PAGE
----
Big, schmancy compounds keep popping up all over the solar system, and new research may help clear up confusion about how they form in so many places.
That research is based on laboratory experiments inspired by a weird quirk scientists have noticed about sprawling dune fields on Saturn's moon Titan. These dunes are full of compounds called polycyclic aromatic hydrocarbons that have ring-like structures. On Titan, the dunes stockpile a significant proportion of the moon's carbon. And because that moon is one of astrobiologists' most tempting quarries for potentially finding life beyond Earth, carbon matters.
"These dunes are pretty large," study senior author Ralf Kaiser, a chemist at the University of Hawaii at Manoa, told Space.com, nearly as tall as the Great Pyramid in Egypt, he added. "If you want to understand the carbon and hydrocarbon cycle and the processes of hydrocarbons on Titan, it's really important to understand, of course, where the dominant source of carbon comes from."
On Titan, there's a straightforward mechanism that scientists know likely builds polycyclic aromatic hydrocarbons: These large molecules can form in the moon's thick atmosphere and settle down to the surface. But the same family of compounds has been found on plenty of worlds that boast no such atmosphere, like the dwarf planets Pluto and Ceres and the Kuiper Belt object Makemake.
Kaiser and his colleagues wanted to figure out how polycyclic aromatic hydrocarbons could come to exist on a world lacking an atmosphere to create them. And when the researchers looked at Titan, they saw a clue: Where the dunes are, there aren't many hydrocarbon ices that are otherwise fairly common on that moon.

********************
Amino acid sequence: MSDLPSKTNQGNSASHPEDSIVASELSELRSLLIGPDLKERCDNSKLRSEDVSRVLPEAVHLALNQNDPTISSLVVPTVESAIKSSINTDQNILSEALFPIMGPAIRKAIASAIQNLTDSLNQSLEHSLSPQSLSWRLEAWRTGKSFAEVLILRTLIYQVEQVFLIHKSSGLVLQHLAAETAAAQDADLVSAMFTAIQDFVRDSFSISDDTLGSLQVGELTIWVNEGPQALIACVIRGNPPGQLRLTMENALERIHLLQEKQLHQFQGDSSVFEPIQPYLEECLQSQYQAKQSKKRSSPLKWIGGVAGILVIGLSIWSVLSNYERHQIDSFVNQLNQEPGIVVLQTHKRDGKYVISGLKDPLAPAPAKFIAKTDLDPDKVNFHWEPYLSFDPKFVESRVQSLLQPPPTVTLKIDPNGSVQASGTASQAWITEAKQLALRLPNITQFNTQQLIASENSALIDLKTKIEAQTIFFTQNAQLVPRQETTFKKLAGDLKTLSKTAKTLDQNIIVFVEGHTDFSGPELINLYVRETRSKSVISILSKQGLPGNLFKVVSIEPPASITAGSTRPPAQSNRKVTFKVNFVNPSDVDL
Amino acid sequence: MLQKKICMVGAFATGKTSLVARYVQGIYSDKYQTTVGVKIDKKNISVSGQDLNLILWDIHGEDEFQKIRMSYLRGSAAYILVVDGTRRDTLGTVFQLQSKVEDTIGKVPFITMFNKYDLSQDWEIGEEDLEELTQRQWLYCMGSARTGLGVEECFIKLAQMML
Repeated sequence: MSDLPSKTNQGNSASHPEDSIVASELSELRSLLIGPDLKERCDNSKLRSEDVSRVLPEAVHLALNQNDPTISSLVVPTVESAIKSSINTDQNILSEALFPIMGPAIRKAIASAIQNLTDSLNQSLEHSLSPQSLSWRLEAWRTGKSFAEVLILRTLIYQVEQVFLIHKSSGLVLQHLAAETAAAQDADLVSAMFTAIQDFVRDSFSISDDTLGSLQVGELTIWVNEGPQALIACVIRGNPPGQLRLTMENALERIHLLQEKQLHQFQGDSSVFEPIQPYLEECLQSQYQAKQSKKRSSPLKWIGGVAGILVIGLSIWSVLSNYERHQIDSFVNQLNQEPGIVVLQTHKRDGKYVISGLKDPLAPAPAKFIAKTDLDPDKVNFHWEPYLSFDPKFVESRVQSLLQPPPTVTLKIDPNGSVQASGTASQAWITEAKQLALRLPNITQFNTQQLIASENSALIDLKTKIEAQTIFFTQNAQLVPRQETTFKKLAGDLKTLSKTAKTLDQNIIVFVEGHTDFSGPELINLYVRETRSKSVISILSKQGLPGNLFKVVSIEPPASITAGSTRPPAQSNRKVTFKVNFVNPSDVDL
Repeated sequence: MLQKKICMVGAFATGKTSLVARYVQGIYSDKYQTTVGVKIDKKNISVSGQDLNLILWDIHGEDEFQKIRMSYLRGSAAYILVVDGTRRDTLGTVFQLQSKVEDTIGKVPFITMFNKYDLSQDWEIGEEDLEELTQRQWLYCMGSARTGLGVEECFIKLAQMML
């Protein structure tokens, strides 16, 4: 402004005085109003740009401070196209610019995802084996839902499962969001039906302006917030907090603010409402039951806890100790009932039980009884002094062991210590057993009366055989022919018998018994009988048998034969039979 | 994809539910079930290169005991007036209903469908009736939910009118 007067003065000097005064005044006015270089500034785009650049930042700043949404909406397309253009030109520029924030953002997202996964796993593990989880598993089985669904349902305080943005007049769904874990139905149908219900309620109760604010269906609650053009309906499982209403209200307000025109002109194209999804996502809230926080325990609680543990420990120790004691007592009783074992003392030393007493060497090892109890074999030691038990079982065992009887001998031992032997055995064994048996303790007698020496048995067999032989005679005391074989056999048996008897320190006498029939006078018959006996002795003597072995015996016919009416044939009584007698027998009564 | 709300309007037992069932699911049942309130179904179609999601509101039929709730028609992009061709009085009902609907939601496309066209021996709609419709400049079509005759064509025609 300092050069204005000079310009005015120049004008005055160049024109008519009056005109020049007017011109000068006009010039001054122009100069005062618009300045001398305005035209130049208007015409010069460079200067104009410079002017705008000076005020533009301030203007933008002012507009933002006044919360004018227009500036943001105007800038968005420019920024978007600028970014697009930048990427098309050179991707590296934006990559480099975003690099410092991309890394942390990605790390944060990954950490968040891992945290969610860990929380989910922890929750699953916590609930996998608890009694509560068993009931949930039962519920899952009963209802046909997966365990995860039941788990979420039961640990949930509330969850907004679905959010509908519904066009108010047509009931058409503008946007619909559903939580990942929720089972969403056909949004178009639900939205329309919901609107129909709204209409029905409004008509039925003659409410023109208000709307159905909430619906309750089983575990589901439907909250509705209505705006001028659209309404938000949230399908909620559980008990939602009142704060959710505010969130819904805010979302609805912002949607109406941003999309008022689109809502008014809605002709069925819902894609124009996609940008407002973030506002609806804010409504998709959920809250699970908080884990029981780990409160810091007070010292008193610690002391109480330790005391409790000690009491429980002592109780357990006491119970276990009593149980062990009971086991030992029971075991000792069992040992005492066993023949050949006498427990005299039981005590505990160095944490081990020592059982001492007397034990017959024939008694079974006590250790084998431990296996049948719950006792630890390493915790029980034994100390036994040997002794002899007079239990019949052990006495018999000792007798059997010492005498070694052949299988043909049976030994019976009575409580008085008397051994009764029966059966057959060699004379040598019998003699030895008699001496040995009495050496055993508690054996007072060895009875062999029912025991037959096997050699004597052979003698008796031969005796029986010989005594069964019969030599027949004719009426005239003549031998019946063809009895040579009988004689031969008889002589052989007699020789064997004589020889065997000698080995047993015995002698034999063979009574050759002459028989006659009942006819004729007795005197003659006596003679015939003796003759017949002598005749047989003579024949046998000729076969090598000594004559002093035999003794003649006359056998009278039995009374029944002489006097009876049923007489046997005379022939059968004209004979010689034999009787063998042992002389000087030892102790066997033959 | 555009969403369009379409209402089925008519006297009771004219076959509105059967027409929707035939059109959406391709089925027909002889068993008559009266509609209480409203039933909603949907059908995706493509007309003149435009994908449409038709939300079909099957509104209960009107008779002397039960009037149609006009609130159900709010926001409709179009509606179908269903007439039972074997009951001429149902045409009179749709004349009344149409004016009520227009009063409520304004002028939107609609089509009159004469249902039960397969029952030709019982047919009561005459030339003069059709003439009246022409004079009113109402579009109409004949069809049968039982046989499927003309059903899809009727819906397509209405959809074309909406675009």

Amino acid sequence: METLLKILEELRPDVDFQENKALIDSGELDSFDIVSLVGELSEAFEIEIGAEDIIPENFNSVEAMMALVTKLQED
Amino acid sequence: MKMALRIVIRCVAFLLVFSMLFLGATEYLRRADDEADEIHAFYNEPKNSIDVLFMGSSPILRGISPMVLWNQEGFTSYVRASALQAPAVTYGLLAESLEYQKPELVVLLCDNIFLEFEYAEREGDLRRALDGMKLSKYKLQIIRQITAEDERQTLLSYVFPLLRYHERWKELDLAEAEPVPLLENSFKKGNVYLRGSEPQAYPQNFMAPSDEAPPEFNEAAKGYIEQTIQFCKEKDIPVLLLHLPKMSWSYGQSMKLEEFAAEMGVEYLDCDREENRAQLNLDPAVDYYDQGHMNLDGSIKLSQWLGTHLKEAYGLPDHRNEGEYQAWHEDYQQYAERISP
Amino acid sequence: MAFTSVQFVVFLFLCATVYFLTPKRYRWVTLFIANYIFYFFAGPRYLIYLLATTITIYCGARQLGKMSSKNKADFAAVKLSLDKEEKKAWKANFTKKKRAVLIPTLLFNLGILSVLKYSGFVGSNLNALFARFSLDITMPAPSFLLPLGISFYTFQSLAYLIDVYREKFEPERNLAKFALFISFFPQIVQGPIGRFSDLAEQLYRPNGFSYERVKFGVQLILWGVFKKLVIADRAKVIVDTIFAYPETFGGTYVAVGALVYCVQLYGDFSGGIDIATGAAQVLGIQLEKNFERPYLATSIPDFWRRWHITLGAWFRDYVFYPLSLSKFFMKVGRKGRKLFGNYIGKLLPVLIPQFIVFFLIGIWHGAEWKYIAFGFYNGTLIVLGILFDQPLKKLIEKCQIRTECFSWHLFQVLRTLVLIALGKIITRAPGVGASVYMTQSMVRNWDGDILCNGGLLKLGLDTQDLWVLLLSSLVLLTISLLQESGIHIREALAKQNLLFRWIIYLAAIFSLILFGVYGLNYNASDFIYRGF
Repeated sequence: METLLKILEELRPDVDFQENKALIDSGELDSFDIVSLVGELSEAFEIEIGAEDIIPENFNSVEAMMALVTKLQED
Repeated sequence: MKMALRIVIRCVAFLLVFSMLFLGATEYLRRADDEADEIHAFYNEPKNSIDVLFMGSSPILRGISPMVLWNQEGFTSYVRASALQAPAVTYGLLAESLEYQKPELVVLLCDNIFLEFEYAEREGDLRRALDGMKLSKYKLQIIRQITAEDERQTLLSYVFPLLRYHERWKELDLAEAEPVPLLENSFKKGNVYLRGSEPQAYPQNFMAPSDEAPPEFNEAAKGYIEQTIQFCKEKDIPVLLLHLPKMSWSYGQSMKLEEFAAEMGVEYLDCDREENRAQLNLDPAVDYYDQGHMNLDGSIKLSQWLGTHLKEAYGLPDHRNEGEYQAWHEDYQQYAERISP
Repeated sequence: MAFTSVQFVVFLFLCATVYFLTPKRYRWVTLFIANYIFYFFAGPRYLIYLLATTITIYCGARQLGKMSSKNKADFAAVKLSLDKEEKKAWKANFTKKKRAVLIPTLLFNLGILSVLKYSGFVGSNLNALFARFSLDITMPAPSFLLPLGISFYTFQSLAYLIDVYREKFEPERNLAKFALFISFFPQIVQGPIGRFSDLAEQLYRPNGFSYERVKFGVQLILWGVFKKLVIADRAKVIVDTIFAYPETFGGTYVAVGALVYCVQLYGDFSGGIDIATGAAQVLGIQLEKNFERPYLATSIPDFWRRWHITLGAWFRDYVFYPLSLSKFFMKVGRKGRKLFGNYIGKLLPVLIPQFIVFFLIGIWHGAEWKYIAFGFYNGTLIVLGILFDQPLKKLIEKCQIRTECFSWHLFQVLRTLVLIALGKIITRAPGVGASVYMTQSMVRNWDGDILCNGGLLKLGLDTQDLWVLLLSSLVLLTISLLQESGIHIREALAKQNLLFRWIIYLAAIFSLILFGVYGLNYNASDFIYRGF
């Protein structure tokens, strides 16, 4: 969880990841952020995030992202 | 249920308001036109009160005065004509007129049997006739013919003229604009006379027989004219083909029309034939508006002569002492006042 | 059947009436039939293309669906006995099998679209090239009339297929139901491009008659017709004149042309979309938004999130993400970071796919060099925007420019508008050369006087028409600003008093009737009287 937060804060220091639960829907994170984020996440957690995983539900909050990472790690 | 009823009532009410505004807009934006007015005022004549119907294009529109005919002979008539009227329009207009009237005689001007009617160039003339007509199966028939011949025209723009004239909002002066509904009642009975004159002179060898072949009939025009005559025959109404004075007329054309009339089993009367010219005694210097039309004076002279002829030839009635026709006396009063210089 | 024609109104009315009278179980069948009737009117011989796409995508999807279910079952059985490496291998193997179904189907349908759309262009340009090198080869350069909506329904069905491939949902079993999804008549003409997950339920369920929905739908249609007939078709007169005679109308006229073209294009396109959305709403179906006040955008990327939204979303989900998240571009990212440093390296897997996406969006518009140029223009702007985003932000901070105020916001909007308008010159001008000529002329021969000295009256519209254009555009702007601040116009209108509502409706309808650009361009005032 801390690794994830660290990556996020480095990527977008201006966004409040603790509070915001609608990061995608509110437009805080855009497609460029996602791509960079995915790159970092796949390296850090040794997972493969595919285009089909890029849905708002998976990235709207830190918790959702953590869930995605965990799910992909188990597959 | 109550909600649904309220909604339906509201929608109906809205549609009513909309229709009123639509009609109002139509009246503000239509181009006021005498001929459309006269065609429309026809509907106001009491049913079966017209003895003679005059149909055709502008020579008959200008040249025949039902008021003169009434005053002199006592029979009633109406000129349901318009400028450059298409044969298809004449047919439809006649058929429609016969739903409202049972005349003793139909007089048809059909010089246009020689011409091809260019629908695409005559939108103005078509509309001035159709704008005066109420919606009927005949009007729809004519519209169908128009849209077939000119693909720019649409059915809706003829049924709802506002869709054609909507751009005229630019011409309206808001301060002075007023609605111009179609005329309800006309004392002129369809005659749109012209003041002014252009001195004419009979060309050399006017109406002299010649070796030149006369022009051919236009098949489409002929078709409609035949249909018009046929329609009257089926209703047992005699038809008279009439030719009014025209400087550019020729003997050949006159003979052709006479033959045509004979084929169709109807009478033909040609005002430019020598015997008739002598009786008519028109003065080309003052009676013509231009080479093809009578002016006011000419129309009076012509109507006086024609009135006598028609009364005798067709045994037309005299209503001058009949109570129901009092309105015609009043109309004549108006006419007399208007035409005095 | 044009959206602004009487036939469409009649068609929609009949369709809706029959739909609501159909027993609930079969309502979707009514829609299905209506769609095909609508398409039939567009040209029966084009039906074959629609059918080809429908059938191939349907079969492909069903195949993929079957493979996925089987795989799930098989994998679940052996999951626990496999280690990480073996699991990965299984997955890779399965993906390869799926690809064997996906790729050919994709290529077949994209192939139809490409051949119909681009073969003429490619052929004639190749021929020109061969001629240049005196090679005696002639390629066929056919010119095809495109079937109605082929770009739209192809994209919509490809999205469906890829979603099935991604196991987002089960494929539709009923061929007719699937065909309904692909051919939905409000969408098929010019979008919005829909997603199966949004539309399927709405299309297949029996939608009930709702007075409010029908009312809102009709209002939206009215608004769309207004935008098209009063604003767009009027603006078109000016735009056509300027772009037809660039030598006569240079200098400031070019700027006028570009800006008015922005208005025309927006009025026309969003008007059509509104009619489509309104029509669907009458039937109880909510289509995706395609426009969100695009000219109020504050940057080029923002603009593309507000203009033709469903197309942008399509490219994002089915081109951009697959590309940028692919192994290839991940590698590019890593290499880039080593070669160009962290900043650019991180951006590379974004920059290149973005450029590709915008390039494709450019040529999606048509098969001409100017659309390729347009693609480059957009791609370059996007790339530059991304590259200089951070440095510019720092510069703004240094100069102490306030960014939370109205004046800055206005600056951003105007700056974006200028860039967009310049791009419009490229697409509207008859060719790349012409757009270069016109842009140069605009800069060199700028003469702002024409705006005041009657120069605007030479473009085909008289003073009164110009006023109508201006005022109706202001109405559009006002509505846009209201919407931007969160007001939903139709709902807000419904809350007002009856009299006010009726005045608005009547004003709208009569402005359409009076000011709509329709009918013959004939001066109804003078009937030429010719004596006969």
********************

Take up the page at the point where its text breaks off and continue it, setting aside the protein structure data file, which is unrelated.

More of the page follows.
The researchers wondered whether a second process, one taking place on the surface, could turn ices like acetylene into polycyclic aromatic hydrocarbons. In particular, the scientists thought the culprit might be galactic cosmic rays, energetic particles that ricochet across space.
So the researchers designed an experiment: Take some acetylene ice, expose it to a process that imitates galactic cosmic rays, and see what happens. They mimicked the effect of 100 years' worth of pummeling from these particles, then measured the amounts of different compounds that had formed.
The scientists found several different flavors of polycyclic aromatic hydrocarbons. This suggested to the team that the interaction between hydrocarbon ices and galactic cosmic rays could indeed explain the prevalence of the compounds even where no atmosphere can form them.
"This is a pretty versatile process which can happen anywhere," Kaiser said. That includes not just Titan, but also other moons and asteroids, but even grains of interstellar dust and neighboring solar systems, he said.
Next, he and his colleagues want to pin down what specific process is causing the transformation, Kaiser said. That will be tricky, he said, since the ionizing radiation the team used to simulate cosmic galactic rays includes multiple simultaneous processes.
The line of research is intriguing aesthetically as well as scientifically, Michael Malaska, who studies planetary ices at NASA's Jet Propulsion Laboratory in California and who wasn't involved in the current research, told Space.com in an email. "Their work further supports that some of Titan's sand may glow pretty colors under UV light," he wrote.
The research was described in a paper published yesterday (Oct. 16) in the journal Science Advances.
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Editor's note: This story was updated to include a comment from Michael Malaska.